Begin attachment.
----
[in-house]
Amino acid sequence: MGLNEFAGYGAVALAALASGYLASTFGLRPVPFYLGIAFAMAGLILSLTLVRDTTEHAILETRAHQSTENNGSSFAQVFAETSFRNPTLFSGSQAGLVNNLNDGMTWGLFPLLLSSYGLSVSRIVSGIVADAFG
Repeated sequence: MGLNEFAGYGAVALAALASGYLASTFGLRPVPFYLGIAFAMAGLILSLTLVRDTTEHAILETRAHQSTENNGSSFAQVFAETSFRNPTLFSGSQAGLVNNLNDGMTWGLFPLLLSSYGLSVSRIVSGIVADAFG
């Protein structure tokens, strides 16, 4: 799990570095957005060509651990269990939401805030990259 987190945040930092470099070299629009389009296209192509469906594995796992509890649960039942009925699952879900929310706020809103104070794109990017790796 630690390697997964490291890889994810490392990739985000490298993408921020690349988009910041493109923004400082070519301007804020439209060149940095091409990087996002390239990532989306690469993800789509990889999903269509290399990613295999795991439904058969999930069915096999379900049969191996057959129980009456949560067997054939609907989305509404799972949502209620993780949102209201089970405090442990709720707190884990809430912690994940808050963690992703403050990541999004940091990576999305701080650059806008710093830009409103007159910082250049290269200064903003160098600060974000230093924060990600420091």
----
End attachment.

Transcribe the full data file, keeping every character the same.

[in-house]
Amino acid sequence: MGLNEFAGYGAVALAALASGYLASTFGLRPVPFYLGIAFAMAGLILSLTLVRDTTEHAILETRAHQSTENNGSSFAQVFAETSFRNPTLFSGSQAGLVNNLNDGMTWGLFPLLLSSYGLSVSRIVSGIVADAFG
Repeated sequence: MGLNEFAGYGAVALAALASGYLASTFGLRPVPFYLGIAFAMAGLILSLTLVRDTTEHAILETRAHQSTENNGSSFAQVFAETSFRNPTLFSGSQAGLVNNLNDGMTWGLFPLLLSSYGLSVSRIVSGIVADAFG
């Protein structure tokens, strides 16, 4: 799990570095957005060509651990269990939401805030990259 987190945040930092470099070299629009389009296209192509469906594995796992509890649960039942009925699952879900929310706020809103104070794109990017790796 630690390697997964490291890889994810490392990739985000490298993408921020690349988009910041493109923004400082070519301007804020439209060149940095091409990087996002390239990532989306690469993800789509990889999903269509290399990613295999795991439904058969999930069915096999379900049969191996057959129980009456949560067997054939609907989305509404799972949502209620993780949102209201089970405090442990709720707190884990809430912690994940808050963690992703403050990541999004940091990576999305701080650059806008710093830009409103007159910082250049290269200064903003160098600060974000230093924060990600420091």